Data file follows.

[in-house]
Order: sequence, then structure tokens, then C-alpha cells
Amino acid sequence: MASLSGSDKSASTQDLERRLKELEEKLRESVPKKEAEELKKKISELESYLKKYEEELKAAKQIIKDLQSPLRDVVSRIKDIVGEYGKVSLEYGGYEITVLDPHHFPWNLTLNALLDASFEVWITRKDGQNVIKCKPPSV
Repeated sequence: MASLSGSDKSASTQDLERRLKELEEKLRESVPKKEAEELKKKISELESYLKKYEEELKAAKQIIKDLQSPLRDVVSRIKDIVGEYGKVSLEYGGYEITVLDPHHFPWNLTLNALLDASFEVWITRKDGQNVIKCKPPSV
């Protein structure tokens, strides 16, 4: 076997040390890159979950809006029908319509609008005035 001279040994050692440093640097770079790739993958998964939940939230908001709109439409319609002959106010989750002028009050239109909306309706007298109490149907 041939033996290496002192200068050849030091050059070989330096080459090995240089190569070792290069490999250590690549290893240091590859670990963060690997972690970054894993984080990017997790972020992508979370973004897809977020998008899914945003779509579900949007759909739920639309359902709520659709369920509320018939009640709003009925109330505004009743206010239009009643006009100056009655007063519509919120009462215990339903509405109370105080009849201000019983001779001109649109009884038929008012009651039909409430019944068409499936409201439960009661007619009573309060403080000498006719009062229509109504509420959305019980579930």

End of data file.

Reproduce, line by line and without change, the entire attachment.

[in-house]
Order: sequence, then structure tokens, then C-alpha cells
Amino acid sequence: MASLSGSDKSASTQDLERRLKELEEKLRESVPKKEAEELKKKISELESYLKKYEEELKAAKQIIKDLQSPLRDVVSRIKDIVGEYGKVSLEYGGYEITVLDPHHFPWNLTLNALLDASFEVWITRKDGQNVIKCKPPSV
Repeated sequence: MASLSGSDKSASTQDLERRLKELEEKLRESVPKKEAEELKKKISELESYLKKYEEELKAAKQIIKDLQSPLRDVVSRIKDIVGEYGKVSLEYGGYEITVLDPHHFPWNLTLNALLDASFEVWITRKDGQNVIKCKPPSV
């Protein structure tokens, strides 16, 4: 076997040390890159979950809006029908319509609008005035 001279040994050692440093640097770079790739993958998964939940939230908001709109439409319609002959106010989750002028009050239109909306309706007298109490149907 041939033996290496002192200068050849030091050059070989330096080459090995240089190569070792290069490999250590690549290893240091590859670990963060690997972690970054894993984080990017997790972020992508979370973004897809977020998008899914945003779509579900949007759909739920639309359902709520659709369920509320018939009640709003009925109330505004009743206010239009009643006009100056009655007063519509919120009462215990339903509405109370105080009849201000019983001779001109649109009884038929008012009651039909409430019944068409499936409201439960009661007619009573309060403080000498006719009062229509109504509420959305019980579930």